Shares in US bank State Street dropped 10 per cent in pre-market trading as quarterly profits missed expectations and fees were hit by subdued markets and reduced assets under management.

The huge custody bank, which is also a large provider of index mutual funds and exchange traded funds, said assets under management in its investment arm dropped 10 per cent to $3.6tn, reflecting both lower markets and net outflows.

Earnings per share of $1.52 were down 3 per cent year on year and missed consensus expectations of analysts polled by Refinitiv.

The bank said total deposits fell 5 per cent in the first quarter to $224bn at the end of March, but its cash management products saw inflows in March, as customers moved money out of banks and into money market funds in search of higher returns.

The results made an anxious start to a week when investors are expecting to hear from dozens of regional and mid-sized banks. They are expected to lay out the damage wrought by last month’s failures of Silicon Valley Bank and two other lenders on the broader financial system.

Last week, some of the US’s biggest banks, JPMorgan Chase, Wells Fargo and Citigroup, announced that they had taken in billions of dollars in deposits from customers fleeing smaller lenders following SVB’s collapse.

Analysts will be looking to see where that influx into big banks came from, and whether the outflows have stabilised. There are also concerns about the impact of much higher interest rates on banks’ loan books and securities holdings.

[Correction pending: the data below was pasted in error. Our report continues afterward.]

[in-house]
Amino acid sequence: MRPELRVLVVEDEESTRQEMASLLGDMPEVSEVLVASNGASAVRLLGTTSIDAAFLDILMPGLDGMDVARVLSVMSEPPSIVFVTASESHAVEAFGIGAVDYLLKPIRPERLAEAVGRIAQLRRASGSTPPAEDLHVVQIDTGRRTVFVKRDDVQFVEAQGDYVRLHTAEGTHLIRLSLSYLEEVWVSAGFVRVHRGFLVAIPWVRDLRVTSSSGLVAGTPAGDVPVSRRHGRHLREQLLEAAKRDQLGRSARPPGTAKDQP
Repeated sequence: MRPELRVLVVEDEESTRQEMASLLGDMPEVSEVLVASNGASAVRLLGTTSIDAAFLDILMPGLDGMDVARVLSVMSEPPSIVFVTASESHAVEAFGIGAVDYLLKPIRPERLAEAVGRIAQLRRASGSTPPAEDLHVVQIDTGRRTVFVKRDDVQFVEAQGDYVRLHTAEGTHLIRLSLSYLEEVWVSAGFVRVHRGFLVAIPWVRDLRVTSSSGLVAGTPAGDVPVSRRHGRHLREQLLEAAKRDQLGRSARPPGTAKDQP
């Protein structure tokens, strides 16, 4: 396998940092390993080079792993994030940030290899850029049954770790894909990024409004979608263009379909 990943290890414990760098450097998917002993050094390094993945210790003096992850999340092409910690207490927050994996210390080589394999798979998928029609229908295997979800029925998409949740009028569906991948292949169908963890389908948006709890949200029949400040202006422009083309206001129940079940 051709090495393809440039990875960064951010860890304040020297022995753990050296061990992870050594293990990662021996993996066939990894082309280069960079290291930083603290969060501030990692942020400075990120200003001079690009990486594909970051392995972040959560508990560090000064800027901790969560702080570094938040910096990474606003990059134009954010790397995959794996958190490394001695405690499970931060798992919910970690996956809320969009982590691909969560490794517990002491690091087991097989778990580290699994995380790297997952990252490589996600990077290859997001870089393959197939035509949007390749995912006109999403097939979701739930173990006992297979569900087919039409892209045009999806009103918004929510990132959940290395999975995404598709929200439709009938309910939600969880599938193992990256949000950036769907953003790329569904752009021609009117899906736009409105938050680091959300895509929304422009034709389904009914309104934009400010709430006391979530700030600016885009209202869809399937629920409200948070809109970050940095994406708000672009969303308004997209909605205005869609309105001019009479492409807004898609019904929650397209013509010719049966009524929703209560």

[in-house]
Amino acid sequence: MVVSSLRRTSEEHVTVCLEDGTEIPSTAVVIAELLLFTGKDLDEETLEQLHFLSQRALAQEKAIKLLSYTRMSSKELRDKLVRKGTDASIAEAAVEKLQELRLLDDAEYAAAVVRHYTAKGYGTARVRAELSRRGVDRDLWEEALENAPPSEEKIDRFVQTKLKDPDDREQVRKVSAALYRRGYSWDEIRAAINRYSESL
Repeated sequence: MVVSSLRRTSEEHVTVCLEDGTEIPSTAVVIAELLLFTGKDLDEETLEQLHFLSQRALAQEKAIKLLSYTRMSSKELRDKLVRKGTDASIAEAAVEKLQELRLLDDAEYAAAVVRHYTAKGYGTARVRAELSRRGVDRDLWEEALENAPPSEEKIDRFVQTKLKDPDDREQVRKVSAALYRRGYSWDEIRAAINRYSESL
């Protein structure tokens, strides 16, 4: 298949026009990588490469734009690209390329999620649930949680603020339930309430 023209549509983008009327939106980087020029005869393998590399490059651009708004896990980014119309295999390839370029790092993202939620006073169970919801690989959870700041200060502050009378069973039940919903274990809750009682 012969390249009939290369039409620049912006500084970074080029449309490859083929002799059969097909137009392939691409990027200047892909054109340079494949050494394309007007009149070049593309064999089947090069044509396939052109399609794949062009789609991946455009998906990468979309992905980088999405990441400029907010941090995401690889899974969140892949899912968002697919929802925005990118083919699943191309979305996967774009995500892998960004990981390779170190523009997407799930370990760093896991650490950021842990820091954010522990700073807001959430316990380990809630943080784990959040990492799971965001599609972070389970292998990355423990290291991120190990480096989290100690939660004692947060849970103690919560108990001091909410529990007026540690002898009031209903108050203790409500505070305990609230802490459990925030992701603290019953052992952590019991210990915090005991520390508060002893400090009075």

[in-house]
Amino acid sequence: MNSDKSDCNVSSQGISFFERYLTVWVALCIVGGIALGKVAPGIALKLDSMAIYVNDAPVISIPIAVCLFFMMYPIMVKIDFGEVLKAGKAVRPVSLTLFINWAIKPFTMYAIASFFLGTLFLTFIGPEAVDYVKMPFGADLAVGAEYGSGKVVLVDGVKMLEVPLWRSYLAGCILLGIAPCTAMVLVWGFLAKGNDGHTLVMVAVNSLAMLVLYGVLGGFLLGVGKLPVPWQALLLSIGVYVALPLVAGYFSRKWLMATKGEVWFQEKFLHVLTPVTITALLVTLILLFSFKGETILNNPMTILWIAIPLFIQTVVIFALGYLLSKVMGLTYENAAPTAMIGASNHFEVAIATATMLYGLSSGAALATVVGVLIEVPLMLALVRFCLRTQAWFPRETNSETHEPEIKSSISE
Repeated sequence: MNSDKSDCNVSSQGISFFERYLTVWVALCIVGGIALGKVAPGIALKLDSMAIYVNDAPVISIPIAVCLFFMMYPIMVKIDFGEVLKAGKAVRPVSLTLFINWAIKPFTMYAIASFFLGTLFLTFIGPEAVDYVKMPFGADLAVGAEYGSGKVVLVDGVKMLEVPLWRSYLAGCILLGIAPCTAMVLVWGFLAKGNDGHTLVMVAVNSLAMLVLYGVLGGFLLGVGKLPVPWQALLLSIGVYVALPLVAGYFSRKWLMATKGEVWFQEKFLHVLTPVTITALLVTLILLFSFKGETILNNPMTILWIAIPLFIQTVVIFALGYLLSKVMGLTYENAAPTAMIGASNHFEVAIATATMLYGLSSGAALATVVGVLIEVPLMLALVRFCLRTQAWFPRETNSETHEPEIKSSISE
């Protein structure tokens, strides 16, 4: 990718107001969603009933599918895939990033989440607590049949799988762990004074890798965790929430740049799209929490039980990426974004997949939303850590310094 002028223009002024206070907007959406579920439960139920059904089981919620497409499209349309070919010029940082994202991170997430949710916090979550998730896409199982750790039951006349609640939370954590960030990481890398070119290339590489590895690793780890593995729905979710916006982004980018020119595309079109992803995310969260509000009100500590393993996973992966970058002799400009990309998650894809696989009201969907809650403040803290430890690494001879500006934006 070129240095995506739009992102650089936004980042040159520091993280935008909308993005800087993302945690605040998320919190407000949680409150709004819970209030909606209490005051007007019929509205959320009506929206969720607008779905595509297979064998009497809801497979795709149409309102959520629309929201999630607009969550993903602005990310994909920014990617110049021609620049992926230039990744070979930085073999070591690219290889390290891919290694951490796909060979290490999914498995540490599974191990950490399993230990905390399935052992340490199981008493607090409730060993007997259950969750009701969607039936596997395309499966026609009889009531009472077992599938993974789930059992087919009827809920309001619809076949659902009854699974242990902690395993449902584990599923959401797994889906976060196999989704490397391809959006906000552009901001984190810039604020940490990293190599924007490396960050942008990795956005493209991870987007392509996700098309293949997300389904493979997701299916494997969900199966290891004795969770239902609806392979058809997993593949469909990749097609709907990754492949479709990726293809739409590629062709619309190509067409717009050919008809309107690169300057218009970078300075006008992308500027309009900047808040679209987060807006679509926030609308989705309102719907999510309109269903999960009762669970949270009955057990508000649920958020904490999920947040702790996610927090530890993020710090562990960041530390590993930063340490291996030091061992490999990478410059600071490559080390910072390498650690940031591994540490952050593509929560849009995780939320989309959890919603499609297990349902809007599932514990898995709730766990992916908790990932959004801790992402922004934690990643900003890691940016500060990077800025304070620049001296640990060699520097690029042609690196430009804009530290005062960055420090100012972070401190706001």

M&T Bank reported on Monday that total deposits had declined 3 per cent from $163.5bn at the end of 2022 to $159.1bn, which the Buffalo-based lender attributed to customers shifting to money market funds and other financial products.

At State Street, revenue rose slightly year on year to $3.1bn, in line with analysts’ forecasts. Higher net interest income, the gap between what the bank pays to depositors and what it charges for loans, partly compensated for a 9 per cent drop in fees.

Chief executive Ron O’Hanley said the results “reflect the resiliency of our business model, notwithstanding continued interest rate increases and subsequent significant market movements, volatility and disruption within other parts of the banking industry . . . We expect revenue growth in the coming quarter.”

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